Linked by Thom Holwerda on Fri 18th Mar 2011 19:00 UTC, submitted by anonymous
GTK+ I've been ragging on GNOME a little bit lately, so let's balance things out by talking about something I found quite fascinating: the Gtk+ HTML back-end. This will enable you to run any Gtk+-application inside Firefox 4.0 (only Firefox 4.0 is supported at the moment).
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Member since:

Did you really mention Java-applets ? This isn't the 1990's you know ? It is not something I would recommend to anyone. Java-applets are such a horrible experience for users. I've never heared anyone say: I liked it

The java-plugin is the browser plugin which currently gets exploited most of all. More than the browser itself, the Flash or Acrobat Reader plugin. Probably not due to the mistakes of Java itself, but ofcourse is caused by people not updating. Security updates from Oracle (before that Sun) also seem slow to me, but I could be wrong.

I think most people just prefer not to even install java or atleast disable the browser-plugin.

I would never recommend plugins or activex or any other proprietary technology anyway. :-) The current flock of new browsers allows for so many new things I think by the end of next year anything development for in the browser can probably just use HTML/CSS/JS. They are even adding a subset of OpenGL support to the browser (called WebGL).

Adobe has released the first beta of a flash2html5 converter.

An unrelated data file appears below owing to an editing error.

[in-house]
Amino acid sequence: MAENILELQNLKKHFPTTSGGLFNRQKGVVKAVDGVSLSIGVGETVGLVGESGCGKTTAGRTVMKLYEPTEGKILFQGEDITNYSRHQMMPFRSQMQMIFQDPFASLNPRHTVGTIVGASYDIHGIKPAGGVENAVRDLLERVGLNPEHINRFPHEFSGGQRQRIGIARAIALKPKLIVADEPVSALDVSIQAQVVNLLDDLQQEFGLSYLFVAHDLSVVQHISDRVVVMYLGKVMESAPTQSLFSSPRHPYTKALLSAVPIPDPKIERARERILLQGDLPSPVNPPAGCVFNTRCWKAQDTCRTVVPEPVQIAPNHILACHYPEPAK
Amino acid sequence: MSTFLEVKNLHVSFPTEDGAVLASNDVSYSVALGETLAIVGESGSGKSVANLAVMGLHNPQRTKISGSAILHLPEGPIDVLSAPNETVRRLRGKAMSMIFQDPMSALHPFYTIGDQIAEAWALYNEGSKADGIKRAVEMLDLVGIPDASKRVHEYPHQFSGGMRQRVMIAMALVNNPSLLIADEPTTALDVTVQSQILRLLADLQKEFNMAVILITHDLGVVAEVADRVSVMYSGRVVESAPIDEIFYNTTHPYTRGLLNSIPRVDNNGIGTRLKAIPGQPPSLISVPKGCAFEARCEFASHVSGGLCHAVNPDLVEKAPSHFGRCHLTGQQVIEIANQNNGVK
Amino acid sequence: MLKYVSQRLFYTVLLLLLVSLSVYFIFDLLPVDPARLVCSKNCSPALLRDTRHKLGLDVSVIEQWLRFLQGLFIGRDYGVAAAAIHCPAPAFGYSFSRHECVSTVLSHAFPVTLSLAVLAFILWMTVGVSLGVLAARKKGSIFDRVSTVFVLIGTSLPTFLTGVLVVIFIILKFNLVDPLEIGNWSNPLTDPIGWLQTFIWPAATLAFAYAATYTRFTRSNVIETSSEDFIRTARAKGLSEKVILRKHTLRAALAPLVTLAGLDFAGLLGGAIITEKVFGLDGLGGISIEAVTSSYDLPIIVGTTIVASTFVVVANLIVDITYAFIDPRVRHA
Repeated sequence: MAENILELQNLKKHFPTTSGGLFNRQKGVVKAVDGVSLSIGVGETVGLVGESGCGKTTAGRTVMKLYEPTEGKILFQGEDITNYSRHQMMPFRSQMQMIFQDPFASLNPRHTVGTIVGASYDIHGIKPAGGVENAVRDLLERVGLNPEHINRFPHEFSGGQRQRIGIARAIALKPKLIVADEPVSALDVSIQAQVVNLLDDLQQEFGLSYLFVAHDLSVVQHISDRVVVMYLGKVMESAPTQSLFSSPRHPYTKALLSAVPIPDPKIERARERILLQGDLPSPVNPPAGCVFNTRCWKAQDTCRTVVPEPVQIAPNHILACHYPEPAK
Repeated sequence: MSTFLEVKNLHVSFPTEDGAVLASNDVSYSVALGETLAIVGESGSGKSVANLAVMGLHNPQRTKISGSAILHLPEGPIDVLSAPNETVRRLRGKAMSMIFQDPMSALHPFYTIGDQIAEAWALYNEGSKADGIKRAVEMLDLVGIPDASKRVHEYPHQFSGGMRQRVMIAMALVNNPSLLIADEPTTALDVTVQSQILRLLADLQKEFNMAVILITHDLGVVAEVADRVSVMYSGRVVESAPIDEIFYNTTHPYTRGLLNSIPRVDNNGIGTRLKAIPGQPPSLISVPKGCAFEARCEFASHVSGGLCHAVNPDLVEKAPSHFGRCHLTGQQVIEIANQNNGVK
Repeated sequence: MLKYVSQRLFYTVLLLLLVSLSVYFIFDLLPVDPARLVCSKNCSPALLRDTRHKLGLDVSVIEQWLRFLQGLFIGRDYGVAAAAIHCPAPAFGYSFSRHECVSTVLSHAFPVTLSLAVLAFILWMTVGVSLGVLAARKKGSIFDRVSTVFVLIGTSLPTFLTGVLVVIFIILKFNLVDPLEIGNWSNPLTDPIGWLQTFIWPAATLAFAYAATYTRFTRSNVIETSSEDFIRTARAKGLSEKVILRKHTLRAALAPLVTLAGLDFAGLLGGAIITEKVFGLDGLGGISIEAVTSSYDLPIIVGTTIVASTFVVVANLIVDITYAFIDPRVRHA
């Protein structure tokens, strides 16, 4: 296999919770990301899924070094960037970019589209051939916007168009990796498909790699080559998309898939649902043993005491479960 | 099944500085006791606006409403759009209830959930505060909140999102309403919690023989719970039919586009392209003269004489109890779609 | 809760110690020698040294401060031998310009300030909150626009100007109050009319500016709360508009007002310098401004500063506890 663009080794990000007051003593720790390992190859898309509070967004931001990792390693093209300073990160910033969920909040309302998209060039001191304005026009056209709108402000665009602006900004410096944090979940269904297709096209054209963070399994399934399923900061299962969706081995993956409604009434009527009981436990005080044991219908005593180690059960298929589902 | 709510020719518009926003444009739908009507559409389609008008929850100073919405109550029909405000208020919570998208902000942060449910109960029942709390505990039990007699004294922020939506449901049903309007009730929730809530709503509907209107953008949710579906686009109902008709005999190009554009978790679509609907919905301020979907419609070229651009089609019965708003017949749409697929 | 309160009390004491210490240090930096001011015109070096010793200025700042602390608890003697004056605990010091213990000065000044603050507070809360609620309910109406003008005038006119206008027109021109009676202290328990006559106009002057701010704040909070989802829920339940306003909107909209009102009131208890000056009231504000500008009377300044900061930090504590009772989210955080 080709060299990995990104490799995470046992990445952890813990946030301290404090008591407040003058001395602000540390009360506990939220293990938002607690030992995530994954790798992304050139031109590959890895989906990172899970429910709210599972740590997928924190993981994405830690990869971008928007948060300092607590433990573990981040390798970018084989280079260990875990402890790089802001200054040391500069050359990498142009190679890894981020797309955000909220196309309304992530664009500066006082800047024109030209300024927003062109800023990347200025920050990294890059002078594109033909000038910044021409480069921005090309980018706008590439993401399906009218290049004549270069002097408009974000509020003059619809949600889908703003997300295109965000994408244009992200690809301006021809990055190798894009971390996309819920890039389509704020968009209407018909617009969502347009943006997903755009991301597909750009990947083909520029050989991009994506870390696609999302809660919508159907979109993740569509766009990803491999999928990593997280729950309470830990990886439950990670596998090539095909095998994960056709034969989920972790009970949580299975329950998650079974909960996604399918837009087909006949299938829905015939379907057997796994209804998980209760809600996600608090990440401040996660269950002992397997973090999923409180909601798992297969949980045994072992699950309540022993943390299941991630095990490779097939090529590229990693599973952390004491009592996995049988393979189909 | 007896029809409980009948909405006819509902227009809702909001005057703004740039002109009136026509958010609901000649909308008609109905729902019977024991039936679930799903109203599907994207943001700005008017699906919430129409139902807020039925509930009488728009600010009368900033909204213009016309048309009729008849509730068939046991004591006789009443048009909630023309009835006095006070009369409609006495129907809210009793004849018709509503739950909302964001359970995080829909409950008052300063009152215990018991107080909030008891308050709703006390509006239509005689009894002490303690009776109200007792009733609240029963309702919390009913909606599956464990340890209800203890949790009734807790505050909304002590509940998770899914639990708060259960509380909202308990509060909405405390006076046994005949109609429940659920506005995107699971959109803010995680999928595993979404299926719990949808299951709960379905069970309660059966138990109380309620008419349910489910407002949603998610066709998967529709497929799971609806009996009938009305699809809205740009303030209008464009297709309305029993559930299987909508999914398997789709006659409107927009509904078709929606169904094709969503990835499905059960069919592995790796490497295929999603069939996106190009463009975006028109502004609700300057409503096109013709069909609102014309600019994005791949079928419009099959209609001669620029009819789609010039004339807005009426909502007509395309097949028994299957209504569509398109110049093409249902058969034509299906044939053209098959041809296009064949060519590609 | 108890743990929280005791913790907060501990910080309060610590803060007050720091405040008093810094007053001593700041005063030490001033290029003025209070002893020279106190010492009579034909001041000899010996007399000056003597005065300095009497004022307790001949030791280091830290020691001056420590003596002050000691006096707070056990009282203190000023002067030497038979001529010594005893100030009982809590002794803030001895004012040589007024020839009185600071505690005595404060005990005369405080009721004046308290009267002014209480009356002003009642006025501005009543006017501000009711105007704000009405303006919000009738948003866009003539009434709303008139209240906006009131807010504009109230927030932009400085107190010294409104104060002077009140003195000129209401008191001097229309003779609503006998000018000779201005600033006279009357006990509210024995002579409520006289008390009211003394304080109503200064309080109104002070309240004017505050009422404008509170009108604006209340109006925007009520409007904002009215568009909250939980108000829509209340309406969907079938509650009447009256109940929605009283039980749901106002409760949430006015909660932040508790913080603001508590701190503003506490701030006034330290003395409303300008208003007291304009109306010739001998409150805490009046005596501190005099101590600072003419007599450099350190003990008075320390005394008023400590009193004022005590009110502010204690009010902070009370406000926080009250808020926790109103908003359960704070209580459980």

So far I know of only one reason to still use Java-applets, which is this:

Because the user can give the applet access to the 'OS'-API (well Java's own abstraction of the OS) which is normally not available to plugins. It can be used to test your network connection, including test for IPv4 and IPv6 and DNS without going through the browser.

But I'm really glad I didn't have to write it. As I understand it from people IPv6 in Java is a big mess.

Reply Parent Score: 2

werterr Member since:

*shrugs* java applets... has that not died already ?

It should... really it should... maybe the EU should ban java and the jvm all together if it's not possible to kill this horrible evil thing call java applets.

Reply Parent Score: 1

Morin Member since:

At least bother reading what I wrote... hint: I was talking about highly specialized in-house apps.

When it comes to public apps then you use HTML+CSS+JS, or flash. And by that I mean HTML pre-5 and CSS pre-3, because HTML5 and CSS3 support won't be built into the majority of browsers. Certainly not into IE6, which still *is* a major browser, and I'm not holding my breath for IE7 or IE8 either.

Edit: I'd like to add the fact that this guy made a fortune by writing a rather crappy Java applet:

Edit 2: By "using HTML+CSS+JS" I was talking about what happens on the client side; on the server you'd either use Java servlets + one of the advanced web frameworks, .NET equivalent, a good web scripting language, or if you're a masochist, PHP.

Bottom line is still that web apps aren't what this technology is useful for; it could be an X11-over-SSH replacement though.

Edited 2011-03-19 17:38 UTC

Reply Parent Score: 3

Lennie Member since:

I think I read that correctly, I just don't agree. :-)

I do think in a few year HTML5 will have a large userbase.

Many webdevelopers are already not dealing with IE6 anymore depending on their audience.

As IE6 currently has 4.6%; IE7 10.06% and falling:

Reply Parent Score: 2